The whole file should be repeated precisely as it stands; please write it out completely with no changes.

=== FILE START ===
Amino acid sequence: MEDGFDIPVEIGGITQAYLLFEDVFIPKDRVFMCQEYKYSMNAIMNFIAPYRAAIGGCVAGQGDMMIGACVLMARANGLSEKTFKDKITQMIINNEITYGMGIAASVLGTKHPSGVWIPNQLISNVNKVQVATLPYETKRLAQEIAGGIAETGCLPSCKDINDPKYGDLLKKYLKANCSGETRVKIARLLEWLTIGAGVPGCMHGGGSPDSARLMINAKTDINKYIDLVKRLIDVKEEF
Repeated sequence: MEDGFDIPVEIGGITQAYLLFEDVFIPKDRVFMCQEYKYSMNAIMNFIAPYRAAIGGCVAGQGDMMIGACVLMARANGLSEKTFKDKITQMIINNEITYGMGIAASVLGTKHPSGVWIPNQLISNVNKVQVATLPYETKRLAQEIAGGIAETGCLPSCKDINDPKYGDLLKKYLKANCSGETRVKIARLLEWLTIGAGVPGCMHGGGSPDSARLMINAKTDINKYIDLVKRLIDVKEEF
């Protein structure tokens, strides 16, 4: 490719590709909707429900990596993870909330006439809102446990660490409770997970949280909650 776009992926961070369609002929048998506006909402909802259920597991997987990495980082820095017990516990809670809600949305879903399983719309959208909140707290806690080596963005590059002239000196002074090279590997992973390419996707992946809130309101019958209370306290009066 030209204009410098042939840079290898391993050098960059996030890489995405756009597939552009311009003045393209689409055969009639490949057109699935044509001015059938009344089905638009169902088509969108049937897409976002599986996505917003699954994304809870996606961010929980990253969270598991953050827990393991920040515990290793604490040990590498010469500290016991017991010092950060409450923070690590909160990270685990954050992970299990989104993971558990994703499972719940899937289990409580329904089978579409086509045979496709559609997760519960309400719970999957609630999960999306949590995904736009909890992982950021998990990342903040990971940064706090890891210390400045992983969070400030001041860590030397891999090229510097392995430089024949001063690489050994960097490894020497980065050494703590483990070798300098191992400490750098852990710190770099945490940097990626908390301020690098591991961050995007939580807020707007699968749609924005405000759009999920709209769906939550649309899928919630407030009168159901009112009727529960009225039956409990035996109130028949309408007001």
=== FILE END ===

Amino acid sequence: MEDGFDIPVEIGGITQAYLLFEDVFIPKDRVFMCQEYKYSMNAIMNFIAPYRAAIGGCVAGQGDMMIGACVLMARANGLSEKTFKDKITQMIINNEITYGMGIAASVLGTKHPSGVWIPNQLISNVNKVQVATLPYETKRLAQEIAGGIAETGCLPSCKDINDPKYGDLLKKYLKANCSGETRVKIARLLEWLTIGAGVPGCMHGGGSPDSARLMINAKTDINKYIDLVKRLIDVKEEF
Repeated sequence: MEDGFDIPVEIGGITQAYLLFEDVFIPKDRVFMCQEYKYSMNAIMNFIAPYRAAIGGCVAGQGDMMIGACVLMARANGLSEKTFKDKITQMIINNEITYGMGIAASVLGTKHPSGVWIPNQLISNVNKVQVATLPYETKRLAQEIAGGIAETGCLPSCKDINDPKYGDLLKKYLKANCSGETRVKIARLLEWLTIGAGVPGCMHGGGSPDSARLMINAKTDINKYIDLVKRLIDVKEEF
């Protein structure tokens, strides 16, 4: 490719590709909707429900990596993870909330006439809102446990660490409770997970949280909650 776009992926961070369609002929048998506006909402909802259920597991997987990495980082820095017990516990809670809600949305879903399983719309959208909140707290806690080596963005590059002239000196002074090279590997992973390419996707992946809130309101019958209370306290009066 030209204009410098042939840079290898391993050098960059996030890489995405756009597939552009311009003045393209689409055969009639490949057109699935044509001015059938009344089905638009169902088509969108049937897409976002599986996505917003699954994304809870996606961010929980990253969270598991953050827990393991920040515990290793604490040990590498010469500290016991017991010092950060409450923070690590909160990270685990954050992970299990989104993971558990994703499972719940899937289990409580329904089978579409086509045979496709559609997760519960309400719970999957609630999960999306949590995904736009909890992982950021998990990342903040990971940064706090890891210390400045992983969070400030001041860590030397891999090229510097392995430089024949001063690489050994960097490894020497980065050494703590483990070798300098191992400490750098852990710190770099945490940097990626908390301020690098591991961050995007939580807020707007699968749609924005405000759009999920709209769906939550649309899928919630407030009168159901009112009727529960009225039956409990035996109130028949309408007001």